Chapter 13 Bankruptcy is a debt reorganization.  In most cases it will reduce your monthly payment so you can pay your bills.  You may be able to modify your first mortgage.  You may be able to get rid of your second mortgage.  You can get rid of your credit card debts by the end of the plan in 3 to 5 years.  You should choose Chapter 13 Bankruptcy if you have too much equity in your home and you want to keep your home.

Yes, we can usually set up a payment plan for Chapter 13 in your Plan.  So if you don’t have the money now don’t worry we can help you.  It can be as low as $100 per month for up to 36 months.

Rebuilding credit after bankruptcy can be a fast process.  However, many factors can determine how quickly your credit score goes up after bankruptcy.  Once bankruptcy is completed, old debts will be discharged and it will be up to you to rebuild.

There are many ways to rebuild credit after bankruptcy.  One of the most common ways is to open a secured credit card after bankruptcy.  Some other ways include being added as an “authorized user” on a good account; completing a reaffirmation agreement, and using self lending through www.self.inc.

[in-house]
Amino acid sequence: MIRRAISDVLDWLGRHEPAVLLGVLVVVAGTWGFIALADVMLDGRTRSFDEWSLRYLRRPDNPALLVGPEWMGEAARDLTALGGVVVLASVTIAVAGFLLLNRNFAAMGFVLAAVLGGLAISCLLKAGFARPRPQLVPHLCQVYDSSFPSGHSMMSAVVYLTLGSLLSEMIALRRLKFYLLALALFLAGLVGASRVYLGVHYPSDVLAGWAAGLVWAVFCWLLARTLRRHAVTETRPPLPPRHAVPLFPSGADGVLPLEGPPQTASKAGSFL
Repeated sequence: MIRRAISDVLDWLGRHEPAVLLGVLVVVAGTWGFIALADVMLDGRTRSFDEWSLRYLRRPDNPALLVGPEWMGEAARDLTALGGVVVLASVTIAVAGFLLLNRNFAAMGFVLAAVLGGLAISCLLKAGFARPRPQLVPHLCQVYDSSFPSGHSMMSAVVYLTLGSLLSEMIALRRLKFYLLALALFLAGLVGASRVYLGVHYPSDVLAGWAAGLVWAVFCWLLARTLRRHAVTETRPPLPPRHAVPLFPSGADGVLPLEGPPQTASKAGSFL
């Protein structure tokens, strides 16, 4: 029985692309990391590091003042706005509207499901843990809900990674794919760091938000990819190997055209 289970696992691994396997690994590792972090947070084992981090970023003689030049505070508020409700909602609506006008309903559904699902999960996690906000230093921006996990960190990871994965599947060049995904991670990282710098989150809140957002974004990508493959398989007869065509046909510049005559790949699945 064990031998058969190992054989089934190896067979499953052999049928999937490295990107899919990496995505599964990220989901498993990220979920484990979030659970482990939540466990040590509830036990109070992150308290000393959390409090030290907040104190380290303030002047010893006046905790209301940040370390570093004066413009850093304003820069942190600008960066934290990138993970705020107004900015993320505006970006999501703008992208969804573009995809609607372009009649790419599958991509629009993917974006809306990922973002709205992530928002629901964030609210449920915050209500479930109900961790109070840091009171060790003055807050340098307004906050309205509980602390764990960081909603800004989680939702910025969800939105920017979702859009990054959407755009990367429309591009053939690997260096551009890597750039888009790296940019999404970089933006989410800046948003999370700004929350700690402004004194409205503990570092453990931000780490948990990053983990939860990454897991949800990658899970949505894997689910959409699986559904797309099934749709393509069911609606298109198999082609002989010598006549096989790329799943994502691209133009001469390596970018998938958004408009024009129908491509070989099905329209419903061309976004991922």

We have had clients whose credit scores rose to “670″ just 6 months after bankruptcy, “690” 1 year after bankruptcy, and “720” 2 years after bankruptcy, and others who have purchased homes 2 years after bankruptcy.  Every situation is different but if you take the time and effort to rebuild your credit after bankruptcy, it can be one of the best decisions you’ll ever make to fix your credit score.

Call us at 661-347-6762, email us at info@scvlegalsolutions.com, or request a consultation through our website.  Request Appointment